I'm still participating in Jamie Ridler's Happy Book Club, which meets online on Fridays. Summer attendance has been sporadic - I don't think there's any such thing as "lazy" days of summer - seem to be more of the "hazy" and "crazy" days. And it is flying!
But it's been mostly wonderful and exciting. Wednesday, Ethan was one week old. He continues to be the hit of the household with his brothers and all the rest of us. I put together a little Smilebox slideshow with photos from his first few days. Are you familiar with that resource? It's really fun to do - to put up a little show of your vacation, or family events, art projects - and is relatively easy. It's also free, unless you want a fancier version with customized music, etc. But even then it's very reasonable.
Torn from Home - Diptych
The other exciting thing for me is that I'm getting ready for a solo show - my first. It's just at the Unitarian Fellowship nearby, but the space is lovely, and it has kept me working hard this summer to come up with a theme that will pull some of the various things I do together. I've made some new paintings for it, besides planning to display some previous work. I'm a little anxious about getting the final details in place. But I'm also energized by it. I'm hoping it will give me the confidence I need to try for some other shows and competitions.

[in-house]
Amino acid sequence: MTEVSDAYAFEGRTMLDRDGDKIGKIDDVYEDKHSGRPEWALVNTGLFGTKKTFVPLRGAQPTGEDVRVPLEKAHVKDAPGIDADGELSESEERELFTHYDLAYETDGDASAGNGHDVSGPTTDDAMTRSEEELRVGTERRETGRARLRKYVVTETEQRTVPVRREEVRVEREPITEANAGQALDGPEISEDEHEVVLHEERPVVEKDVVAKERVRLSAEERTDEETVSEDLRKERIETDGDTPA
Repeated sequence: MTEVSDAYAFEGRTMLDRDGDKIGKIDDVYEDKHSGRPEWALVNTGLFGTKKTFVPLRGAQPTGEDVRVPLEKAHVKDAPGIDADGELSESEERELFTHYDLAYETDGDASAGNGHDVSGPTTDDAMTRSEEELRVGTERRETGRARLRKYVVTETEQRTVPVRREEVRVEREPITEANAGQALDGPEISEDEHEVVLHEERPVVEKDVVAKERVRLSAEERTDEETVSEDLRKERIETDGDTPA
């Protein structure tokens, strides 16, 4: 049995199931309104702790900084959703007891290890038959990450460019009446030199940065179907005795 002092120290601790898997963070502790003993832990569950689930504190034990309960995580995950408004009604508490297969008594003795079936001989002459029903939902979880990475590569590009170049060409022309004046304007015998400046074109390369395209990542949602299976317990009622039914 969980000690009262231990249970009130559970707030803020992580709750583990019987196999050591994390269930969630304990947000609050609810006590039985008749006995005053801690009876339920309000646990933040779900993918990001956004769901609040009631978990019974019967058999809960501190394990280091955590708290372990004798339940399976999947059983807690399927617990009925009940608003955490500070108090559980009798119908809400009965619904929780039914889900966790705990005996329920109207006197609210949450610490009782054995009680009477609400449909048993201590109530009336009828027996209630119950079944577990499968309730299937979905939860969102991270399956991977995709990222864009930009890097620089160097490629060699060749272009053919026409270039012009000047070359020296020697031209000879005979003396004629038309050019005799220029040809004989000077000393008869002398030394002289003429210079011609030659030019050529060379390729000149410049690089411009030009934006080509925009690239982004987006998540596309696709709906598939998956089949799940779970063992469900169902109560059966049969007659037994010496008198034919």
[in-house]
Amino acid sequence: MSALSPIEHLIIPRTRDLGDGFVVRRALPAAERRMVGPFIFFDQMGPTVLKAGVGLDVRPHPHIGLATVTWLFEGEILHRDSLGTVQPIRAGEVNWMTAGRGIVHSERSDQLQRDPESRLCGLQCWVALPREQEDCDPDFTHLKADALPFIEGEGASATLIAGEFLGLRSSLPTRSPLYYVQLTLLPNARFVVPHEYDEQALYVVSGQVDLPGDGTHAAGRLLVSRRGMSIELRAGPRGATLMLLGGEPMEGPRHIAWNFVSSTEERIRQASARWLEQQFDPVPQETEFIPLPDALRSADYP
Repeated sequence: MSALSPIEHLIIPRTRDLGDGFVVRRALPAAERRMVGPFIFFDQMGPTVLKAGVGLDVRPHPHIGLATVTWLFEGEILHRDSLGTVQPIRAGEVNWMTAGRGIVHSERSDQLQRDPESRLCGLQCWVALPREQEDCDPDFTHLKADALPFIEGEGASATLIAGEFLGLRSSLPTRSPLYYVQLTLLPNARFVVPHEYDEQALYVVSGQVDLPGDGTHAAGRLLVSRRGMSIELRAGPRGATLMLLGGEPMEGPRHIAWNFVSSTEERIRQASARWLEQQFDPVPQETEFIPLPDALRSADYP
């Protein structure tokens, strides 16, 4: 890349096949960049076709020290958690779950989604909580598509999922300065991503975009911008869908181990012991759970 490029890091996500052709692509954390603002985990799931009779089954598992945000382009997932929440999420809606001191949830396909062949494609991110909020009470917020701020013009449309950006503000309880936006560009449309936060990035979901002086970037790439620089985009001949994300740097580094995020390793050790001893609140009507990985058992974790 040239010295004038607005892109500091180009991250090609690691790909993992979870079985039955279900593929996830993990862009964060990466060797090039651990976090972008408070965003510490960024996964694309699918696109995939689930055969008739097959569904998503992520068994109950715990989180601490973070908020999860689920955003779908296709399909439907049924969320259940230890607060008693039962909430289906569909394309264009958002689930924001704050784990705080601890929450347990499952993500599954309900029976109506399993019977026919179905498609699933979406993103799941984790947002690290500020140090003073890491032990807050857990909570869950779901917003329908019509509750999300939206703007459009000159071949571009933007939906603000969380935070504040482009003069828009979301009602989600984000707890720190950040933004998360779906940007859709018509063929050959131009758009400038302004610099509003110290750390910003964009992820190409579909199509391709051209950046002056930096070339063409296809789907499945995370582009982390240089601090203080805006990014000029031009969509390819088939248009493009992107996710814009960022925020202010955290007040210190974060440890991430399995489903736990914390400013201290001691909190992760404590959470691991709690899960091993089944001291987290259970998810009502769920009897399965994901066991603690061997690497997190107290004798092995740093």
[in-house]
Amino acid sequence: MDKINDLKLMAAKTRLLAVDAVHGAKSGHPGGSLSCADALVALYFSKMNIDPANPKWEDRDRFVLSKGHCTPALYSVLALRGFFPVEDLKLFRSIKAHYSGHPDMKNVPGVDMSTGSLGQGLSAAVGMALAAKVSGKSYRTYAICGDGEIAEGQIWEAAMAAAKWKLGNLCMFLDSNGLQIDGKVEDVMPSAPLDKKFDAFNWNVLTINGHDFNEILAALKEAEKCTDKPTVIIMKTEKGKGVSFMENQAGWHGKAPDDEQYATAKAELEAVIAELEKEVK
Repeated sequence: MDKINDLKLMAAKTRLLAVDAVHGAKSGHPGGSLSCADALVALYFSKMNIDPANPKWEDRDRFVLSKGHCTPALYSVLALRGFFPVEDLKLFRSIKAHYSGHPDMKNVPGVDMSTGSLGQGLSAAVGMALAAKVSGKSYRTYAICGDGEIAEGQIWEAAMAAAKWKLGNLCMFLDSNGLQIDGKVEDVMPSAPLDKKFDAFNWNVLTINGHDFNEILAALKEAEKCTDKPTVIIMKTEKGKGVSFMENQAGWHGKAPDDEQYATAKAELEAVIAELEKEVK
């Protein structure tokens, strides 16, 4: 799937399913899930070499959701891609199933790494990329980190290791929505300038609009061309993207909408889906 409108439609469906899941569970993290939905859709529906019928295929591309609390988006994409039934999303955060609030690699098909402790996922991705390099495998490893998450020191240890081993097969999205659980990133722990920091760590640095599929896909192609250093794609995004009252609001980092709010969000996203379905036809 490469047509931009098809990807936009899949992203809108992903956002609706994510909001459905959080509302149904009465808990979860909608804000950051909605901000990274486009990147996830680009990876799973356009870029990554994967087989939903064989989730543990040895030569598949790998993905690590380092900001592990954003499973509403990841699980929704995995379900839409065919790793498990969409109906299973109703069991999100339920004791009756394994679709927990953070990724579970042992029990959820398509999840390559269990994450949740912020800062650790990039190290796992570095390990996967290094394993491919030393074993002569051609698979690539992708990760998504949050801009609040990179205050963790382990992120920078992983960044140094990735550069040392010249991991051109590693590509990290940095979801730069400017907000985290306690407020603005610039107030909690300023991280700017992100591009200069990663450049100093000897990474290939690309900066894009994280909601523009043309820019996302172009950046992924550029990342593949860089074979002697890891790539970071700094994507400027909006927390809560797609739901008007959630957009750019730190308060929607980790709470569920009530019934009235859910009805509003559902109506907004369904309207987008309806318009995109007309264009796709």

Ethan has arrived - a little earlier than expected, but totally welcome. In fact we're all overjoyed. It's amazing how such a little being goes right to the hearts all around.
I was able to be with my daughter through the whole process. She needed to have an induction and was admitted to the hospital late in the afternoon on Monday. I always thought that inducing pregnancy was a pretty simple process and expected that we'd have a baby by the next afternoon sometime. But I was wrong. It can sometimes take several days. And when she still wasn't making much progress by Tuesday afternoon, part of my job was to ease her discouragement and frustration. They took her off the pitocin and let her get up to have a shower, some supper ( she was so hungry by then), and then started the process all over again. In the meantime she had monitors for her contractions, monitors for the baby's heartbeat, automatic blood pressure readings ( those cuffs have a mind of their own and you begin to feel like they're out to get you!), and the IV line in her opposite arm. She was not a happy camper.